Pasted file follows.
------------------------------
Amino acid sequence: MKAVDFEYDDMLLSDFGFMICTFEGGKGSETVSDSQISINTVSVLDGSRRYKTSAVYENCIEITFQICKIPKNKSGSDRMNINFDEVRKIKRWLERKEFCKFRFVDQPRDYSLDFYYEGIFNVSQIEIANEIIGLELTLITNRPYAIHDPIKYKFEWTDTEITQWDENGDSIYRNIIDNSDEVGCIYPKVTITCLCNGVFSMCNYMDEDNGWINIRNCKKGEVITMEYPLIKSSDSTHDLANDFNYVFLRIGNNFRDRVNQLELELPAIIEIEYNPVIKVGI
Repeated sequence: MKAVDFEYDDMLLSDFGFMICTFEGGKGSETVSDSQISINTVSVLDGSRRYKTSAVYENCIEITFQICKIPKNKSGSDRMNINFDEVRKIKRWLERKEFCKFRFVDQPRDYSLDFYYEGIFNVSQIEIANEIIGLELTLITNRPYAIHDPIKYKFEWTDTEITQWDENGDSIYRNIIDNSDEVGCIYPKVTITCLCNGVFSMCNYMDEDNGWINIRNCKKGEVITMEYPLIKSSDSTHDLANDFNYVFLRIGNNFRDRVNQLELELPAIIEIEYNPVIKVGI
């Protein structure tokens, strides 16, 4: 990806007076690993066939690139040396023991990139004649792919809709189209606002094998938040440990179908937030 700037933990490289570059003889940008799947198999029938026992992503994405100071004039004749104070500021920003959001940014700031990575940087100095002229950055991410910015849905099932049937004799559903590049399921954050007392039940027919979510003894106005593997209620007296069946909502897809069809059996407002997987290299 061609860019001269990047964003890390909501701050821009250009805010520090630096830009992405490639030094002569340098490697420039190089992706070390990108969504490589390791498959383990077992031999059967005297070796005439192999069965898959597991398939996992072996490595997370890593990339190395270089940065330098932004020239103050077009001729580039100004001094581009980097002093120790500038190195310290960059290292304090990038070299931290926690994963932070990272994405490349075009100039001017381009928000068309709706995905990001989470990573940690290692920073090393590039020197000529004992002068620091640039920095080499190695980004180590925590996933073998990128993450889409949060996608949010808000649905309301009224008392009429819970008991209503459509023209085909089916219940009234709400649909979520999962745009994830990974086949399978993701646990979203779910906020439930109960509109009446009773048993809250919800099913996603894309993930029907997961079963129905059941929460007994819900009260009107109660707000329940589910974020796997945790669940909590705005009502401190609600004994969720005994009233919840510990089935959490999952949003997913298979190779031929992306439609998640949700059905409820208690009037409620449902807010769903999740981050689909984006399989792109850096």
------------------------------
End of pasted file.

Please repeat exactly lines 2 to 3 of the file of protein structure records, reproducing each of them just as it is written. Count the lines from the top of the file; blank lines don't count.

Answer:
Repeated sequence: MKAVDFEYDDMLLSDFGFMICTFEGGKGSETVSDSQISINTVSVLDGSRRYKTSAVYENCIEITFQICKIPKNKSGSDRMNINFDEVRKIKRWLERKEFCKFRFVDQPRDYSLDFYYEGIFNVSQIEIANEIIGLELTLITNRPYAIHDPIKYKFEWTDTEITQWDENGDSIYRNIIDNSDEVGCIYPKVTITCLCNGVFSMCNYMDEDNGWINIRNCKKGEVITMEYPLIKSSDSTHDLANDFNYVFLRIGNNFRDRVNQLELELPAIIEIEYNPVIKVGI
């Protein structure tokens, strides 16, 4: 990806007076690993066939690139040396023991990139004649792919809709189209606002094998938040440990179908937030 700037933990490289570059003889940008799947198999029938026992992503994405100071004039004749104070500021920003959001940014700031990575940087100095002229950055991410910015849905099932049937004799559903590049399921954050007392039940027919979510003894106005593997209620007296069946909502897809069809059996407002997987290299 061609860019001269990047964003890390909501701050821009250009805010520090630096830009992405490639030094002569340098490697420039190089992706070390990108969504490589390791498959383990077992031999059967005297070796005439192999069965898959597991398939996992072996490595997370890593990339190395270089940065330098932004020239103050077009001729580039100004001094581009980097002093120790500038190195310290960059290292304090990038070299931290926690994963932070990272994405490349075009100039001017381009928000068309709706995905990001989470990573940690290692920073090393590039020197000529004992002068620091640039920095080499190695980004180590925590996933073998990128993450889409949060996608949010808000649905309301009224008392009429819970008991209503459509023209085909089916219940009234709400649909979520999962745009994830990974086949399978993701646990979203779910906020439930109960509109009446009773048993809250919800099913996603894309993930029907997961079963129905059941929460007994819900009260009107109660707000329940589910974020796997945790669940909590705005009502401190609600004994969720005994009233919840510990089935959490999952949003997913298979190779031929992306439609998640949700059905409820208690009037409620449902807010769903999740981050689909984006399989792109850096």